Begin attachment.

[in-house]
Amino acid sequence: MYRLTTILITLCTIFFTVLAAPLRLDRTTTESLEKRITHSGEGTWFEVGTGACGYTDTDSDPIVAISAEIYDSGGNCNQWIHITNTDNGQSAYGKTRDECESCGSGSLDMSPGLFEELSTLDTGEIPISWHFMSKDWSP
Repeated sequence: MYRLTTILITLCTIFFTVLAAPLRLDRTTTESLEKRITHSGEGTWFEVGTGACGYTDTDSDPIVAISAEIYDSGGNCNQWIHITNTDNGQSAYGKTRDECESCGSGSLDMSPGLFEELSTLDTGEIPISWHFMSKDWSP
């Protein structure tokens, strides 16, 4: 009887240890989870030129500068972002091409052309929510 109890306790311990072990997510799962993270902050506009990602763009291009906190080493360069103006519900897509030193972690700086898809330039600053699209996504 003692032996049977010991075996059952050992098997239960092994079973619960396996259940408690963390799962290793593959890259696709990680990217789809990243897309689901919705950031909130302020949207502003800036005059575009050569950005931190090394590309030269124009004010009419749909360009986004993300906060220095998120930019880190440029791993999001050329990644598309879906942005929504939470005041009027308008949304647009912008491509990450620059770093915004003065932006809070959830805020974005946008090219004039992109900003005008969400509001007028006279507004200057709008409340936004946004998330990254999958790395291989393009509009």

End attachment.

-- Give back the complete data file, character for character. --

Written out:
[in-house]
Amino acid sequence: MYRLTTILITLCTIFFTVLAAPLRLDRTTTESLEKRITHSGEGTWFEVGTGACGYTDTDSDPIVAISAEIYDSGGNCNQWIHITNTDNGQSAYGKTRDECESCGSGSLDMSPGLFEELSTLDTGEIPISWHFMSKDWSP
Repeated sequence: MYRLTTILITLCTIFFTVLAAPLRLDRTTTESLEKRITHSGEGTWFEVGTGACGYTDTDSDPIVAISAEIYDSGGNCNQWIHITNTDNGQSAYGKTRDECESCGSGSLDMSPGLFEELSTLDTGEIPISWHFMSKDWSP
């Protein structure tokens, strides 16, 4: 009887240890989870030129500068972002091409052309929510 109890306790311990072990997510799962993270902050506009990602763009291009906190080493360069103006519900897509030193972690700086898809330039600053699209996504 003692032996049977010991075996059952050992098997239960092994079973619960396996259940408690963390799962290793593959890259696709990680990217789809990243897309689901919705950031909130302020949207502003800036005059575009050569950005931190090394590309030269124009004010009419749909360009986004993300906060220095998120930019880190440029791993999001050329990644598309879906942005929504939470005041009027308008949304647009912008491509990450620059770093915004003065932006809070959830805020974005946008090219004039992109900003005008969400509001007028006279507004200057709008409340936004946004998330990254999958790395291989393009509009």